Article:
The touch of Elijah's mantle resulted in the ploughman breaking up his wooden ploughs, and bidding farewell to the field and his acquaintances. Something had happened in his experience that day that meant dying to the old and living in the new. The field could no longer hold him, for contact with Elijah had created an urge within to follow the prophet. It was the beginning of days for him, for he began to live in a new world. He was planted in the likeness of death to the past life, and resurrected to a new life in the future. It was the same with the Ephesian disciples whom Elisha typifies. They had repented, and had turned from the world to follow Christ, as they were taught by John the Baptist. The regenerating touch of the Saviour meant to them the breaking up of old acquaintances, the destruction of sinful habits and separation from the world. Regeneration had created an urge within to leave the old paths and follow the new. They were planted in the likeness of Christ's death, and were raised in newness of life; and this life called for a new walk, new pleasures, and new companions. Until the sinner accepts Christ as Saviour, he merely exists, even though he may be extremely religious; but the moment he comes into contact with Him he begins to live. Elisha having left, the field is called to go through a series of tests as the 2nd chapter of the 2nd book of Kings shows. "Tarry here, I pray thee, for the Lord hath sent me to Bethel,” said Elijah, giving Elisha an opportunity to cease following. But the answer is soon given, “As the Lord liveth and as thy soul liveth, I will not leave thee." Bethel is reached and the second time the disciple is tested, "Elisha, tarry here, I pray thee, for the Lord hath sent me to Jericho,” and again the reply is the same. Jericho is reached, and for the third and last test the way that leads to Jordan is chosen by the disciple rather than retirement at Jericho — "And they two went on."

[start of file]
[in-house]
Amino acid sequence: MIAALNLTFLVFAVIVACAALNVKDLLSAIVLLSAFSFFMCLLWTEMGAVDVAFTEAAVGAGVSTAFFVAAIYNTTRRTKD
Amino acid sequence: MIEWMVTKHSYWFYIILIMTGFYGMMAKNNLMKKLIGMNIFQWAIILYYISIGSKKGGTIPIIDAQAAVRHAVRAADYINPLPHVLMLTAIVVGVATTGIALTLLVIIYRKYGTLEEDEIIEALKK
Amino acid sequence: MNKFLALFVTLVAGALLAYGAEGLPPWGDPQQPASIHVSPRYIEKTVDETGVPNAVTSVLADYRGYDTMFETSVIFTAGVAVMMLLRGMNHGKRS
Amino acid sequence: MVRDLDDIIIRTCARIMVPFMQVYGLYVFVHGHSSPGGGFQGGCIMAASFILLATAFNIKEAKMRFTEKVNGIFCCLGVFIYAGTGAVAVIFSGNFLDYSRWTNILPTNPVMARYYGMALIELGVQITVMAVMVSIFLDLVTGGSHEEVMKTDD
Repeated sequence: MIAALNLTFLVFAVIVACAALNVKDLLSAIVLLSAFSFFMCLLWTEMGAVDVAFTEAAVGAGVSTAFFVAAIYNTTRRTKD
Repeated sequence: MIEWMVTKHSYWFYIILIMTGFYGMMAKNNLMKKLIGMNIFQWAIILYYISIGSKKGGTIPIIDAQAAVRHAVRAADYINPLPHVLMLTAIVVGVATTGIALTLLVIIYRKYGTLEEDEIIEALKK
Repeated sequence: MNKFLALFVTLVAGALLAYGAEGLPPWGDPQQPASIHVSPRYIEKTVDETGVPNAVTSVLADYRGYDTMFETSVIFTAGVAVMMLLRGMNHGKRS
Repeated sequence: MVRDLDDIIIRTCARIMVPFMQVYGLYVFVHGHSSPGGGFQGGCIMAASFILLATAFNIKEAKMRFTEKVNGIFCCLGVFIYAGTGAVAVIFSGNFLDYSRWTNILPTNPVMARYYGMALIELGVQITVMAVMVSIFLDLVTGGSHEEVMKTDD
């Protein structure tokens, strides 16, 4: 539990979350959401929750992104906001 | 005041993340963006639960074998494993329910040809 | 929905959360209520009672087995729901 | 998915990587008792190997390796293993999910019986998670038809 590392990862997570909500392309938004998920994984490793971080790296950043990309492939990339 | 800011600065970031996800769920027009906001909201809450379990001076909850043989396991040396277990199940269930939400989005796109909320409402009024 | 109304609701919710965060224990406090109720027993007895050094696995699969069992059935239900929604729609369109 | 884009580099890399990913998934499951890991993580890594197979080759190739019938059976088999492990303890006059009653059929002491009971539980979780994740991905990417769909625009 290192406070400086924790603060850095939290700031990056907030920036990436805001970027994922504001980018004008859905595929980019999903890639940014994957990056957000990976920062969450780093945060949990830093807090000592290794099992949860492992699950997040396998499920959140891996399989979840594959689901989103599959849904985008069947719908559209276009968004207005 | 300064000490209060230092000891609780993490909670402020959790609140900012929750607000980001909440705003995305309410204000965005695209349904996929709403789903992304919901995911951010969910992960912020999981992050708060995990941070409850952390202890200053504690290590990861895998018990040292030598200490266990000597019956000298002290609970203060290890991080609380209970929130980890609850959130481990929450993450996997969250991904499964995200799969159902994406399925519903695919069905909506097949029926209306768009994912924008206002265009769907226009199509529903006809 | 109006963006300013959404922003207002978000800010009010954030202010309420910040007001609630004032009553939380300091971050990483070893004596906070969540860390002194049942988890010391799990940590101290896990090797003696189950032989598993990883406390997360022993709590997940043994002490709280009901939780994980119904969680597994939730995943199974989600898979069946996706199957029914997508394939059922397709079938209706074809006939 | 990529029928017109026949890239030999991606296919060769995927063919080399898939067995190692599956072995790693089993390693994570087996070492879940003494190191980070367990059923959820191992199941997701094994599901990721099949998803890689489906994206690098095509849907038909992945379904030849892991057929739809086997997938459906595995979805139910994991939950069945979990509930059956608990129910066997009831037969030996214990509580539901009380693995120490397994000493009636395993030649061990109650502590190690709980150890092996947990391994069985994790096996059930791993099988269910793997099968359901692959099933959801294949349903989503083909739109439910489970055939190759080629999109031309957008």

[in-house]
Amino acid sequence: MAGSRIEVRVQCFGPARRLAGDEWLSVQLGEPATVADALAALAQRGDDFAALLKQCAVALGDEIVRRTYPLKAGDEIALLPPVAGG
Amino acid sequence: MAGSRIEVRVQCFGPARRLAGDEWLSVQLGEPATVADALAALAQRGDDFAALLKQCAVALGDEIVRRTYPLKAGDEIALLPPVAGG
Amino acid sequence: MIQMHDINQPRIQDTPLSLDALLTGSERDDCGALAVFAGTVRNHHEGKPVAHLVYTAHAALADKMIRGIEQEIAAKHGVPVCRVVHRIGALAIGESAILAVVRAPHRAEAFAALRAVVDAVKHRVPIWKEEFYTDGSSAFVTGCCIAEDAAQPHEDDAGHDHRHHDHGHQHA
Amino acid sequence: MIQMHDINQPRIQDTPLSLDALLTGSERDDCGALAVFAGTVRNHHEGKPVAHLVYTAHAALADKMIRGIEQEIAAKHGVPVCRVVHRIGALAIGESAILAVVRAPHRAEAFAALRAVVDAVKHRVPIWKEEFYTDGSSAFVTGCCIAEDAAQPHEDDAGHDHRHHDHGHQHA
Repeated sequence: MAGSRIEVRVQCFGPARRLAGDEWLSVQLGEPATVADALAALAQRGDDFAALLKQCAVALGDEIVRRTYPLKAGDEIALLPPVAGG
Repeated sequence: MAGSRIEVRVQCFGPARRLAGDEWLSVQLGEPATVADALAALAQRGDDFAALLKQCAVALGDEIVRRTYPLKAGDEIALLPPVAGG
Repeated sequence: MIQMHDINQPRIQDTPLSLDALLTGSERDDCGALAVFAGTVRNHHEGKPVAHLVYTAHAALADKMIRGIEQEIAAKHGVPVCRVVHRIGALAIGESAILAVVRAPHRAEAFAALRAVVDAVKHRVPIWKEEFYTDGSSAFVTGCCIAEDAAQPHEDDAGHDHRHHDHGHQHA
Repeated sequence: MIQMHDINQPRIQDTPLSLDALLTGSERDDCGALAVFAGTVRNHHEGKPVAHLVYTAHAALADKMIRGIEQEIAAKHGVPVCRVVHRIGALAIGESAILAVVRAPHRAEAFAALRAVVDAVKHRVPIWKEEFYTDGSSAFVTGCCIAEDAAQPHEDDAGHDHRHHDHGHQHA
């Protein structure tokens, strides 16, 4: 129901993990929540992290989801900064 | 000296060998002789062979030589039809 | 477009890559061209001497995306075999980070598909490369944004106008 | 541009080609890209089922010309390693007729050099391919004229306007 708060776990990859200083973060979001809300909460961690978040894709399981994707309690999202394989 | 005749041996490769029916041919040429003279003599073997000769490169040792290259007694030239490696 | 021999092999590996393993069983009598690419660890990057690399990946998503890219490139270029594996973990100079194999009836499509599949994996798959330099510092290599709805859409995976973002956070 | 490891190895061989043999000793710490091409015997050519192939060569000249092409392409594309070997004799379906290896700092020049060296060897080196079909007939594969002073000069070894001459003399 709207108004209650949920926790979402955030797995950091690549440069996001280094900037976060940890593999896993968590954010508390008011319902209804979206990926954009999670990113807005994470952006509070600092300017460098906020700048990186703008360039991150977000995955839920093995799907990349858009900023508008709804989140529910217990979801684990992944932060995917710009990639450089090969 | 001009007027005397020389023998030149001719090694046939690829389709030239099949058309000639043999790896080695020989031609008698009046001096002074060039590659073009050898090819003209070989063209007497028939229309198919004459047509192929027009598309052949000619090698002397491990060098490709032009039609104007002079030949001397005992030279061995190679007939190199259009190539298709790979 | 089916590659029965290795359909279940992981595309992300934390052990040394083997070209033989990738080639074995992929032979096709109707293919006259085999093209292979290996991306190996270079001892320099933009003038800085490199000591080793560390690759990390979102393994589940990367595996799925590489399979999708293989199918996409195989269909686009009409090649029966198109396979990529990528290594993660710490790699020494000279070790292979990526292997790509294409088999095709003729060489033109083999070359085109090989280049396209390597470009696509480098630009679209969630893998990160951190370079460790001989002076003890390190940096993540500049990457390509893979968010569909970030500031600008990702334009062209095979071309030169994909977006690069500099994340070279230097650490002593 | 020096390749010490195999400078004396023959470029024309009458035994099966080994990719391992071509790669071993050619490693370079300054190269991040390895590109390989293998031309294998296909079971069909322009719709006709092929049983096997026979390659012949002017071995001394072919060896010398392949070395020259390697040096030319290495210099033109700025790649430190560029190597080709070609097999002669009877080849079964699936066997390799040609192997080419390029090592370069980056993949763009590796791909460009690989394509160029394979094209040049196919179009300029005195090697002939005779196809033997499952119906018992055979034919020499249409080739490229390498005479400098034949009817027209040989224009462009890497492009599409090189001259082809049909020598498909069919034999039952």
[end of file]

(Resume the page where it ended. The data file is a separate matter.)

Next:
Elisha had learned to trust his master under all kinds of circumstances, and when he decides to follow he is assured of his presence with him. How encouraging the words of our Lord are to His disciples — "I will never leave thee."

The disciple can trust the One who through the touch of regeneration caused him to leave the world of sin, to break up the old associations, and to leave all, for he is assured that he will never be forsaken by his Lord.

Jordan is reached, and Elisha is to witness the great miracle of the dividing of the waters.

Type - Through the waters with Elijah.

And Elijah took his mantle, and wrapped it together, and smote the waters, and they were divided hither and thither, so that they two went over on dry ground. 2 Kings 2:8.

Antitype - Through the waters with Christ.

When they heard this, they were baptised in the name of the Lord Jesus. Acts 19:5.

The mantle that had separated Elisha from the field now makes a unique baptismal font right in the heart of Jordan. The waters miraculously divided hither and thither are walled up on both sides. The pathway is ready and soon Elisha follows Elijah into that which mirrored the baptism of believers in the New Testament. They went down to the bed of Jordan, walked right through, and came up again the other side.

Here the disciple is seen passing through the same waters as his Master. What a beautiful picture of those Ephesian disciples who, having believed on the Lord Jesus Christ, followed Him through the waters of baptism.